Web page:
Pretty much all the meals I eat at home are made by me, since my partner is not very good at thinking of nutrition and tends to just fry onions, mushrooms and sausages in too much oil and slap it on a GIGANTIC pile of mashed potatoes :/
Last night I made bacon pasta, which is kind of my signature dish. It's a tasty meal that doesn't break the bank. So here it is...
Bacon Pasta for 2 Ingredients 2 rashers of bacon (I normally use shoulder bacon as it's relatively cheap) cut roughly into approx. 2cm pieces 1/2 red capsicum/bell pepper, diced 3 white button mushrooms - sliced 1/2 brown onion - finely diced A few cloves of garlic - finely chopped A can of crushed/chopped tomatoes - drained, but reserve the juice Salt, pepper, herbs of choice (I like to use basil and oregano) 2 cups pasta shapes
- Cook the pasta as per the instructions on the packet, and while it's cooking:
- Lightly saute the mushrooms until they start to brown up and smell amazing - Add onions and garlic, and cook until they start to change colour but not so they go transparent - Add bacon, cook until they start going crispy - Add capsicum last, cook for a couple of minutes and mix everything together so the flavours mingle - Add the drained tomatoes and mix it all around. If it seems a bit dry or like it's going to burn, add a little of the tomato juice. You want the sauce to be thick, but not dry and not runny either. - Season to taste, and simmer in the pan until the pasta is ready. - Bang the sauce onto the pasta, and add a little grated cheese (I use parmesan, but you could use whatever cheese you want).
Sometimes I add paprika to give it a little kick, or if I'm feeling rich, I add a little cream.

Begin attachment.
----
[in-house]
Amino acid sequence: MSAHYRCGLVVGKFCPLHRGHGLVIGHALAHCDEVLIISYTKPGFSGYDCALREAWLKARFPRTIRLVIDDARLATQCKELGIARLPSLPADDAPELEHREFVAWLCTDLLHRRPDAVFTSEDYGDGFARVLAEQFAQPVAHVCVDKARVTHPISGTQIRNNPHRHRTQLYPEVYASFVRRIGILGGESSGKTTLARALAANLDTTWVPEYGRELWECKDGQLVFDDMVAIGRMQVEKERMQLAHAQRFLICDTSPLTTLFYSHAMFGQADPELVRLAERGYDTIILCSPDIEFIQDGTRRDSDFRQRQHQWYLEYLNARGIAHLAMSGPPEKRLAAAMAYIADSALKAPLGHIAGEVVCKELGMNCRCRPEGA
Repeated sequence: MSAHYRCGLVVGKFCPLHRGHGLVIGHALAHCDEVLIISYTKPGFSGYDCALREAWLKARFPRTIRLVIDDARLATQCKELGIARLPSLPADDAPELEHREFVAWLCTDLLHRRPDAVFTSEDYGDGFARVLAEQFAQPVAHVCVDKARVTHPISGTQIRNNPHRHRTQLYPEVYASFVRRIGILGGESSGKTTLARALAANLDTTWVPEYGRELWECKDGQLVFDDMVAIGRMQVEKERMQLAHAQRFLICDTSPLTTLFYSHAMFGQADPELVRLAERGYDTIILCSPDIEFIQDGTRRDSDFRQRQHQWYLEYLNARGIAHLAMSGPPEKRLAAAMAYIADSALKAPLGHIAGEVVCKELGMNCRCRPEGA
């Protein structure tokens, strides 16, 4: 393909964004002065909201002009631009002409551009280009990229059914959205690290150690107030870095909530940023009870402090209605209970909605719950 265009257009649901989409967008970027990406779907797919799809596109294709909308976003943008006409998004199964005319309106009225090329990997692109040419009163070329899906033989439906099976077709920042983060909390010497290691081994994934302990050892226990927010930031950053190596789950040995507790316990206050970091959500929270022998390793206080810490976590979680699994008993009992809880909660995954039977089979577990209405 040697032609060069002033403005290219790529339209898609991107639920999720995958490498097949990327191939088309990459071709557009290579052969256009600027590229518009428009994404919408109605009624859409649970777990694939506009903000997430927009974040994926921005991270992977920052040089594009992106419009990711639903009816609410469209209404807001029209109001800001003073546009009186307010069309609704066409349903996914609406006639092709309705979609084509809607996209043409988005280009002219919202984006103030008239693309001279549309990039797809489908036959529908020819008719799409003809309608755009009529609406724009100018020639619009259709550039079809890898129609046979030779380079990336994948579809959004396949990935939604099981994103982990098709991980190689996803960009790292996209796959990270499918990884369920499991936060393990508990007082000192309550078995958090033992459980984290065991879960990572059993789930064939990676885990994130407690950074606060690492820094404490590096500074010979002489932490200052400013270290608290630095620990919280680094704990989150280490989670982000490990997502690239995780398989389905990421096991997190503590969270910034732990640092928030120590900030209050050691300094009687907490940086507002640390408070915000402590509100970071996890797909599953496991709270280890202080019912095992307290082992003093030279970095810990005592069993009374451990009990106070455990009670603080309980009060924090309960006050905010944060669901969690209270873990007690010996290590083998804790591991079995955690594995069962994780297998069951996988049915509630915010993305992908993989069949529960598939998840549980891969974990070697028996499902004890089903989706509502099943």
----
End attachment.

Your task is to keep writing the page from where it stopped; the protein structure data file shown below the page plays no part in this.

In doing lots of research on kidney beans, I've found there are two different kinds. So that might account for some of the difference. But I've tried as many kinds and brands as I can find in MN and I haven't hit on what I remember from MI.
Some beans are grown in MI and if they grow kidney beans in MI, then the ones we bought were probably regionally canned as well. They were fairly soft. They kept their shape, even when mixed up in a salad, but they didn't have any real bite to them. They were soft like macaroni in macaroni salad would be (which we also at a lot of ... my grandmother made mixed salads for a cafeteria so we always had lots of mixed salads at holiday dinners!).
The kidney beans in MN are hard - the cooked ones, I mean. They have a pretty strong bite to them.
We cook up pinto beans in the pressure cooker and serve them as 'refrieds', although we don't refry them. We just mash them up with a little salt and eat them in tortillas with whatever fixings the individual wants: taco sauce or salsa, cheese, yogurt are the mainstays. Sometimes someone will chop up onions or maybe lettuce or finely sliced cabbage. If we cooked two bags of beans a week, they would get eaten around here. As I think I might have said, No1 son eats them multiple times a week for lunches.
Sometimes I make enchiladas out of them by dipping the tortillas in Old El Paso enchilada sauce, putting the mashed beans and cheese in and rolling them up. Then dumping more sauce on top and topping with cheese after they're lined up in a baking dish. When I've taken these to pot luck, people rave about them and can't figure out why their enchiladas aren't as good. I figure the difference is home cooked beans. We have no added fat but more importantly, no added seasoning. Canned refriends just taste weird to me and I think it's the seasoning they put in them. I wouldn't be opposed to seasoned refrieds but usually any seasoning in canned stuff isn't done as well as seasoning put in by the home cook.
Every once in awhile, I splurge on tortilla chips and eat the beans kind of like tostadas. Just create a layered 'dip' with beans and cheese and yogurt and sauce/salsa and shredded lettuce. You could get fancy with guacamole but guac is expensive and I don't know much you taste it with the beans. I save quac for chicken dishes.
The northern beans do come in bags you can cook from scratch but the kind we bought in MI were cooked already - like most beans that come in cans - but in a jar that was two to three times larger than the standard can. When I cook them now, I just make a broth from smoked ham shanks and then cook the beans in that broth.
I've always liked beans done fairly simply. I like baked beans but I like plain beans just as much. My mother would serve canned butter beans, hot but straight out of the can, and I loved the salty broth from the beans on bread.